Advanced Imaging Solutions for Faster Answers

There are a number of diseases and conditions that can cause mild cognitive impairment (MCI) or dementia. Rapidly identifying the cause cognitive impairment can help broaden the range of therapeutic or treatment options available. Advanced imaging technologies can provide doctors far more information and a more accurate understanding than ever before.

Alzheimer’s disease is caused by chronic neurotoxic protein deposition leading to brain shrinkage (atrophy), short term memory loss, and cognitive impairment.  Hippocampus is one crucial structure typically involved in Alzheimer’s disease. It helps regulate emotions, manage the conversion of short to long-term memory, and plays a vital role in a person’s spatial navigation abilities.

A specialized technique that leverages MRI, called 3-D volumetric quantitative analysis (NeuroQuant), measures the volume of the hippocampus and other brain structures that can be affected by a number of neurological disorders, including Huntington’s or Parkinson’s disease, vascular dementia, and pseudo-dementia.

Additionally Amyvid PET-CT imaging can be used to identify neuro-toxic beta-amyloid protein deposited in patient's brains decades before the tragic volume loss that leads to Alzheimer’s disease.

Positron Emission Tomography (PET)/ Computed Tomography (CT) imaging enables the radiologist to see what’s happening inside the brain at a molecular level to help identify or rule-out cellular or chemical changes that indicate a specific disease.

Early diagnosis of the cause of cognitive impairment can help direct the appropriate treatment or therapy sooner, and provide a longer period of healthier mental function.

Doctors have learned a great deal more about Traumatic Brain Injury (TBI) with the help of advanced neuroradiology technology. TBI happens more often than previously suspected, and that it doesn’t take a severe head trauma to create a potentially serious injury to the brain.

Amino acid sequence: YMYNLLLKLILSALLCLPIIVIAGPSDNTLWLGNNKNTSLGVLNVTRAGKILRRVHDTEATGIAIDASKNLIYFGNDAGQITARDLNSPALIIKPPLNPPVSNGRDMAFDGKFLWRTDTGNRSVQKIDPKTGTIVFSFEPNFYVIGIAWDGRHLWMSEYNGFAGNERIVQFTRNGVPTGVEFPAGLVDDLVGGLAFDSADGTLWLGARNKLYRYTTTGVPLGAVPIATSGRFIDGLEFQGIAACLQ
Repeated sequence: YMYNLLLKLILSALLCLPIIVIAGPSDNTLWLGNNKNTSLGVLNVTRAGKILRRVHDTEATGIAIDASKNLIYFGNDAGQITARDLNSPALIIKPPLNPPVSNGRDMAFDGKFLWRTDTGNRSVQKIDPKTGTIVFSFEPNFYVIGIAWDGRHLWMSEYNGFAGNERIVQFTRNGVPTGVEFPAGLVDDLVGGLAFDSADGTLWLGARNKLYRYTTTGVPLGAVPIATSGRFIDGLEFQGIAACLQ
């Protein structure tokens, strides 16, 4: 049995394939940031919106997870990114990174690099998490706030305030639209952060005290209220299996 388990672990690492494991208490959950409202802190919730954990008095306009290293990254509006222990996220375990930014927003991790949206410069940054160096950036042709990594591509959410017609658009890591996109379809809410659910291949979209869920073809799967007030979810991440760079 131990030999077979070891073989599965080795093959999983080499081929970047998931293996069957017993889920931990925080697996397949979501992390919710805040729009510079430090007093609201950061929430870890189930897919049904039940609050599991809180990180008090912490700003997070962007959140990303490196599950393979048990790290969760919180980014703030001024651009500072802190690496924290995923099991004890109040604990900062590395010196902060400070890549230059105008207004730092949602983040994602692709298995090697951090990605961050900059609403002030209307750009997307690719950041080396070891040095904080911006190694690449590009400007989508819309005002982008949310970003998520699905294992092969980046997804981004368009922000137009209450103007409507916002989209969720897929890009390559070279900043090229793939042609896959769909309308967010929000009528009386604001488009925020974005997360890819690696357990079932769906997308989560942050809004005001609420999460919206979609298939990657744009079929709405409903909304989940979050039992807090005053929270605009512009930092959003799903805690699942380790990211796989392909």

Standard MRI and CT scanning have been used to detect larger fractures and brain hemorrhages resulting from head injuries, but smaller brain injuries (e.g., CTE, DAI) may go undetected without the development of advanced neuroradiology.

Chronic traumatic encephalopathy (CTE) is a debilitating condition with long-term, life-altering consequences resulting from TBI. CTE has been found in the brains of football athletes, contact sports players, and military personnel who were exposed to explosive blasts. Symptoms of CTE include difficulties with thinking, physical problems, emotions and other behaviors.

Diffuse Axonal Injury (DAI), is also very difficult, if not impossible, to detect with standard imaging techniques. DAI affects the electrical circuits in the brain, essentially unplugging connections the brain needs to control movement, sensation, cognition or other important functions.

Another type of easy to miss brain disease, is a metastasis to the brain. It is silent and is found on routine screening after the primary cancer is found. Weakness of an arm or leg, speech or visual disturbance, or balance problems are the most common symptoms. Headache, nausea and vomiting are non-specific symptoms of increased intracranial pressure.

Advanced neuroradiology imaging uses specialized, highly sensitive MRI and CT scans to find “hidden diseases". Specially trained radiologists read the results and interpret them for the treating physician to help drive the appropriate treatment as quickly as possible.

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